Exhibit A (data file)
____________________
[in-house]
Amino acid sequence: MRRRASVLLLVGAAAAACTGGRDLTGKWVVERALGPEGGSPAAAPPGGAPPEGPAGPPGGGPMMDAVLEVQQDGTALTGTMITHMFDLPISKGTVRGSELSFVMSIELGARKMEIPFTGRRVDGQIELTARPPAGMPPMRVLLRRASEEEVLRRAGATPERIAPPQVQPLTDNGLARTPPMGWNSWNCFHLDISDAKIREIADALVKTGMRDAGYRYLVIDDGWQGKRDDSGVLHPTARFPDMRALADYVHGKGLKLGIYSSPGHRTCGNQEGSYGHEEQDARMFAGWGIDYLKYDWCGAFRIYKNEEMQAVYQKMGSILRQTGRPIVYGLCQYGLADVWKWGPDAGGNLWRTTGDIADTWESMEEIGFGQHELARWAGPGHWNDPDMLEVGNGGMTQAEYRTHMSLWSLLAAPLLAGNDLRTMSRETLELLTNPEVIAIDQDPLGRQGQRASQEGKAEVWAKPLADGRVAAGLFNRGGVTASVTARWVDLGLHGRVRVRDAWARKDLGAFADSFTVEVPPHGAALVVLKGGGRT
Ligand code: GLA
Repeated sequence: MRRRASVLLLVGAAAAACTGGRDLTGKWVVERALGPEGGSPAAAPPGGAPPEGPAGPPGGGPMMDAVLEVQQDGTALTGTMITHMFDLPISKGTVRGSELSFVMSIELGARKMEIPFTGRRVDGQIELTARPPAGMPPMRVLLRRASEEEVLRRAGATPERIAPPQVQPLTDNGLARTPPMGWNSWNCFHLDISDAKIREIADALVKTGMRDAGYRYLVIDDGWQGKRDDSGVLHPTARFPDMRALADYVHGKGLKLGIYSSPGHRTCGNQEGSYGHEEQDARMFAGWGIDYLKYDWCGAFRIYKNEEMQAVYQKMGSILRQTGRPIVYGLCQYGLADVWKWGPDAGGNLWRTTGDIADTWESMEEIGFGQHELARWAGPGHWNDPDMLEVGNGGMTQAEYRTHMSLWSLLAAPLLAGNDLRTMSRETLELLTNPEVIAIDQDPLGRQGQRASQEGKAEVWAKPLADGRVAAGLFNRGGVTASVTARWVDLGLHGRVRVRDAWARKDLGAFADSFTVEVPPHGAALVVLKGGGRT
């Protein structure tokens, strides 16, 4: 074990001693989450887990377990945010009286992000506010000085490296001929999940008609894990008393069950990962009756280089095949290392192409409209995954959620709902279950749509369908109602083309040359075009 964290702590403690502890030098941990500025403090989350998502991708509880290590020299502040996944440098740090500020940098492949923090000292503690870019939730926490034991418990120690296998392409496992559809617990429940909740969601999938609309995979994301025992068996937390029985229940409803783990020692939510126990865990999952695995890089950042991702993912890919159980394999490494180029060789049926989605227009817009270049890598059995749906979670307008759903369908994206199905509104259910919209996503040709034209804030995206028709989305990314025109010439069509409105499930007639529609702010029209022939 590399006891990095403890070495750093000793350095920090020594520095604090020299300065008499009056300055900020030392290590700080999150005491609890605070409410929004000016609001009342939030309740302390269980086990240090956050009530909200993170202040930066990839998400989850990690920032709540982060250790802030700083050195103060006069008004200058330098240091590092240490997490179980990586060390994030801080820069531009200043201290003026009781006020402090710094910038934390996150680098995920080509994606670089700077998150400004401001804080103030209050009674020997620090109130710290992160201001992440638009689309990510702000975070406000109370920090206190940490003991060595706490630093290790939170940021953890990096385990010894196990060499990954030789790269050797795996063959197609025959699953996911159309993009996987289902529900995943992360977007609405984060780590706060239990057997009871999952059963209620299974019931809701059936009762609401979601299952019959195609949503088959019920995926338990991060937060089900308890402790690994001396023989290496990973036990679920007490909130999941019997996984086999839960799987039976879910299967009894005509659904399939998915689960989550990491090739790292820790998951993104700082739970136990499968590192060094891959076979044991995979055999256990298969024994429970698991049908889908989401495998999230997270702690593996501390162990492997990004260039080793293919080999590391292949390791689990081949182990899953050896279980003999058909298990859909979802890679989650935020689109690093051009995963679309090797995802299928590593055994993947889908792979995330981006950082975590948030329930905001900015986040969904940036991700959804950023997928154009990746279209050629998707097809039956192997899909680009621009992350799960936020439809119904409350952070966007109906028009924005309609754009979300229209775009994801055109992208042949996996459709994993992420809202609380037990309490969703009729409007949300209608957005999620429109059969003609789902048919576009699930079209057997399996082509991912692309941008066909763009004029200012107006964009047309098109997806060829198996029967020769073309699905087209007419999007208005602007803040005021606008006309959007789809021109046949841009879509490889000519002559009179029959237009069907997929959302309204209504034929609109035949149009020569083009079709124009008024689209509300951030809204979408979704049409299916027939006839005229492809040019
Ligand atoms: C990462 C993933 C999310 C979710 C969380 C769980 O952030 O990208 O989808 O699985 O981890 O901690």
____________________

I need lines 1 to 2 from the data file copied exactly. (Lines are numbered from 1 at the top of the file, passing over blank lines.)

[in-house]
Amino acid sequence: MRRRASVLLLVGAAAAACTGGRDLTGKWVVERALGPEGGSPAAAPPGGAPPEGPAGPPGGGPMMDAVLEVQQDGTALTGTMITHMFDLPISKGTVRGSELSFVMSIELGARKMEIPFTGRRVDGQIELTARPPAGMPPMRVLLRRASEEEVLRRAGATPERIAPPQVQPLTDNGLARTPPMGWNSWNCFHLDISDAKIREIADALVKTGMRDAGYRYLVIDDGWQGKRDDSGVLHPTARFPDMRALADYVHGKGLKLGIYSSPGHRTCGNQEGSYGHEEQDARMFAGWGIDYLKYDWCGAFRIYKNEEMQAVYQKMGSILRQTGRPIVYGLCQYGLADVWKWGPDAGGNLWRTTGDIADTWESMEEIGFGQHELARWAGPGHWNDPDMLEVGNGGMTQAEYRTHMSLWSLLAAPLLAGNDLRTMSRETLELLTNPEVIAIDQDPLGRQGQRASQEGKAEVWAKPLADGRVAAGLFNRGGVTASVTARWVDLGLHGRVRVRDAWARKDLGAFADSFTVEVPPHGAALVVLKGGGRT